Tag Archives: Hiking

RMH I — Day Four : Devils Thumb

The Colorado Days left for another engagement today, leaving me alone in the condo. There’s a kind of quiet that I’m simply not used to. Even when Becky leaves for an event for a week or so, there’s still three canine companions to make some level of noise. Here, it’s quiet, except for the occasional train rolling down the track.

I decided to make today a resting day, with only a trip up the hill to the Devils Thumb trailhead planned. Warren had taken me up there on Friday, and I liked what I saw, but had no camera with me to capture anything, so I figured that’d be a nice quick trip today.

Driving there brought me through stunning vistas of vast river valleys and tall pine forests. It was wonderful. I walked around at the trailhead — once I finally found it! — and captured images of pinecones and needles, in and around the fresh ice and old snow. And with all the cycles of freezing and thawing, the water was raging down the hill. It was remarkable to see that much water flowing like that, all from the winter’s snow beginning to melt.

Unfortunately, I didn’t take my tripod — why, I have no idea — and didn’t get a lot of usable images. Guess that means a trip back up there tomorrow!

New Gear : Tracks Sherlock Travel Staff

Last week’s hike in slightly sloppy conditions pointed two things out to me. There was beauty to be found in the mud, and I needed a hiking staff of some kind. Late in the hike, I slipped in some mud and almost went down with my camera and backpack of lenses. That wouldn’t have been good.

I did some research this week to find out more about staffs. I knew I didn’t want trekking poles (pairs, used like snow skiers use their poles). I’d seen a ton of wooden ones while we were out west a couple of years ago. Those looked nice and would make a good home for the hiking medallions I’ve been picking up during our travels, but I wasn’t sure that that would be the right answer for something versatile in the field.

The more I looked, the more I realized that there weren’t great differences from one staff to the next. My needs were pretty simple — adjustable height, spike on the bottom for sloppy conditions, and a basket to keep from sinking up too far. With that in mind, Becky and I went to the Alpine Shop in our neighborhood to look for a staff. We were helped by Andy, who made me feel right at home, and frankly, was built like me, so I figured he could give me some real world advice about what I was getting into. He did, and I ended up walking away with a Tracks Sherlock Travel Staff.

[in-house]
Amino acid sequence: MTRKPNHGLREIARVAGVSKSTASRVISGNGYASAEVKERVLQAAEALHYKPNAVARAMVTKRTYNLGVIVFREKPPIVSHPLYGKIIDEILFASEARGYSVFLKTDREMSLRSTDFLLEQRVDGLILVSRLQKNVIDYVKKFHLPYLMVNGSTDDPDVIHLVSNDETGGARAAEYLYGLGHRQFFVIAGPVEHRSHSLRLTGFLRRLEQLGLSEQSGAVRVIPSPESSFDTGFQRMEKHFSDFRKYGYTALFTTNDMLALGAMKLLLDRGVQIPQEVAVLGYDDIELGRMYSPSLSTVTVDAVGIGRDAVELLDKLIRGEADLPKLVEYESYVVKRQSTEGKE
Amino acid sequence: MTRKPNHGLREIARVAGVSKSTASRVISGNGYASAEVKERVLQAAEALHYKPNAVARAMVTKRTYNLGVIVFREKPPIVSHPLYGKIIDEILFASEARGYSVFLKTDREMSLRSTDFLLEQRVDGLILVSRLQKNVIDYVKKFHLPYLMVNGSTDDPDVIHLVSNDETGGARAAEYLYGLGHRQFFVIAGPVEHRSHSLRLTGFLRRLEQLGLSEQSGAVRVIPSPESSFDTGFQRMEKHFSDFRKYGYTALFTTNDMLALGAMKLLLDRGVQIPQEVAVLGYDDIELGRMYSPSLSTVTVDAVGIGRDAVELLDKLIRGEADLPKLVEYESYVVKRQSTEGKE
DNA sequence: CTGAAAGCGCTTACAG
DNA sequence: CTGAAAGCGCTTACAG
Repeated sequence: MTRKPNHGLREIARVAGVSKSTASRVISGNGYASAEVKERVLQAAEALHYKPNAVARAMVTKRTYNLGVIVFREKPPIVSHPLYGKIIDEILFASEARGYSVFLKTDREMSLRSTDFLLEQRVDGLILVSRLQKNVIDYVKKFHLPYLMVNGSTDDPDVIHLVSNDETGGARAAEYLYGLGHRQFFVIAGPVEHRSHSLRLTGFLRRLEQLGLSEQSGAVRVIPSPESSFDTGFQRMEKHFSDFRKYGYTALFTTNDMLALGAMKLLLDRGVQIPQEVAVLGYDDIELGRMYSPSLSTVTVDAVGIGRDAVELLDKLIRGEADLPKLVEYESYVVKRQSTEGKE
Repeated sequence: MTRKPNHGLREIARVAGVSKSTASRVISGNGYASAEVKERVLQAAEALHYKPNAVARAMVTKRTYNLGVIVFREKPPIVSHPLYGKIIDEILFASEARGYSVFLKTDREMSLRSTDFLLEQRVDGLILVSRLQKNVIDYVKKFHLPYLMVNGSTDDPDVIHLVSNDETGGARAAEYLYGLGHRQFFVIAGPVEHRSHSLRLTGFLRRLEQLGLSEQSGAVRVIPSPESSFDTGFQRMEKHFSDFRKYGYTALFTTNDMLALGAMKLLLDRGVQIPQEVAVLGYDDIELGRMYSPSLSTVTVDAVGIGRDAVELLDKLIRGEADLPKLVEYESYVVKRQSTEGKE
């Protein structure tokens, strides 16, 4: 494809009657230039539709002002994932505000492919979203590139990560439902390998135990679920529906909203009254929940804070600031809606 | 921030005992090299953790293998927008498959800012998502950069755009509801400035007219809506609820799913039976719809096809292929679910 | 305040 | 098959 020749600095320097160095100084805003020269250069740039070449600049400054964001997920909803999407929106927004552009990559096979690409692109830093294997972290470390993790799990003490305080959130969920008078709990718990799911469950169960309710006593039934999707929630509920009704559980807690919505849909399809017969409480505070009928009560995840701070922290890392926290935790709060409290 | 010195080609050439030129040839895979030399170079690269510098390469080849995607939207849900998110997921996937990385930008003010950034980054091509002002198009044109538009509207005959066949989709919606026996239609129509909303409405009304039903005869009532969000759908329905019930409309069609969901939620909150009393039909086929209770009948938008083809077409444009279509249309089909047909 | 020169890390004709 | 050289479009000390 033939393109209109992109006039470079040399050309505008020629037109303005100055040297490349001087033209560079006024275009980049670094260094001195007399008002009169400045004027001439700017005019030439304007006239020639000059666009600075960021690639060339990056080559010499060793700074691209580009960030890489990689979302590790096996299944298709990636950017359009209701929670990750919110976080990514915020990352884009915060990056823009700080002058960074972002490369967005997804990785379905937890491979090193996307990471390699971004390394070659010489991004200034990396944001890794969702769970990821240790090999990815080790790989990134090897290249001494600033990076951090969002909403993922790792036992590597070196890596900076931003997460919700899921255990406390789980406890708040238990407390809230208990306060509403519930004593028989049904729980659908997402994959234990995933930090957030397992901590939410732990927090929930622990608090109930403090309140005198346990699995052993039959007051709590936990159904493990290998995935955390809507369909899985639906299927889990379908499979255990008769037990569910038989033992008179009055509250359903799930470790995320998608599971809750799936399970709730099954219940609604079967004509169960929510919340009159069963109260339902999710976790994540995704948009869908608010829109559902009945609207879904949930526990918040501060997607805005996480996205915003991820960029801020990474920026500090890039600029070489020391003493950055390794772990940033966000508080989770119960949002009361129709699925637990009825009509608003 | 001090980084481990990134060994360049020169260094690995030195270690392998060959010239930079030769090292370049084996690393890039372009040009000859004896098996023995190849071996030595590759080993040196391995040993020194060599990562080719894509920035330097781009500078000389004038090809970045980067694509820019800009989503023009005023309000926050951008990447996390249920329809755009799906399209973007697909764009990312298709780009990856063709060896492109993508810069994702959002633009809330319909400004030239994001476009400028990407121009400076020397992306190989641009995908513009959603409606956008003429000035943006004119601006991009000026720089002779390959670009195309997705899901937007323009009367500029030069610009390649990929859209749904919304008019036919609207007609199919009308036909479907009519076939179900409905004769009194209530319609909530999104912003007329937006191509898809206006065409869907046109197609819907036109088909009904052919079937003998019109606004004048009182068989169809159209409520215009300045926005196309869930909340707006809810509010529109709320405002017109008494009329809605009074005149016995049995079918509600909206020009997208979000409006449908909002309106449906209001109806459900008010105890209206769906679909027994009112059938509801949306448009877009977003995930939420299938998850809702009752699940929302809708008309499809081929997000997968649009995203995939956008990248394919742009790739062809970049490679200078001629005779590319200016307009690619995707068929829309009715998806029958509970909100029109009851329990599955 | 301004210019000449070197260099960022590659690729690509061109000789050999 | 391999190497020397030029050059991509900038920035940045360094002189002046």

This is a pretty slick tool with some nice features above what I was looking for. First off, it breaks down into three component pieces, and comes with a sack to carry them around. For the long haul trips I’m used to, that’s a great feature. A wood hiking staff wouldn’t be collapsible, meaning I’d have to find some way of carrying this long pole in the Jeep. With the Sherlock, no problemo.

The Sherlock sports a walnut knob for gripping the top of the staff. While that’s nice, what’s nicer is that it screws off, revealing a kinda long 1/4″-20 screw for mounting a camera atop the staff for use as a monopod. My only complaint here is that the screw thread is long, perhaps by as much as a quarter inch. That length is probably needed for the knob, but seems a little dangerous for a camera. I’d hate to keep up with it, but it might make sense to carry a little washer as a spacer when using the staff as a monopod.

The Sherlock also has a removable foot, revealing the spike I was looking for. The foot’s kinda neat, leaving a paw print behind as you move along, and seems useful for hard surfaces. The spike is ginormous, and appears to be quite useful as a weapon should your need to stab something or for picking up trash along the trail.

This thing really seems to hit all my design points, and then some, and I believe it’ll be quite a nice addition to my hiking!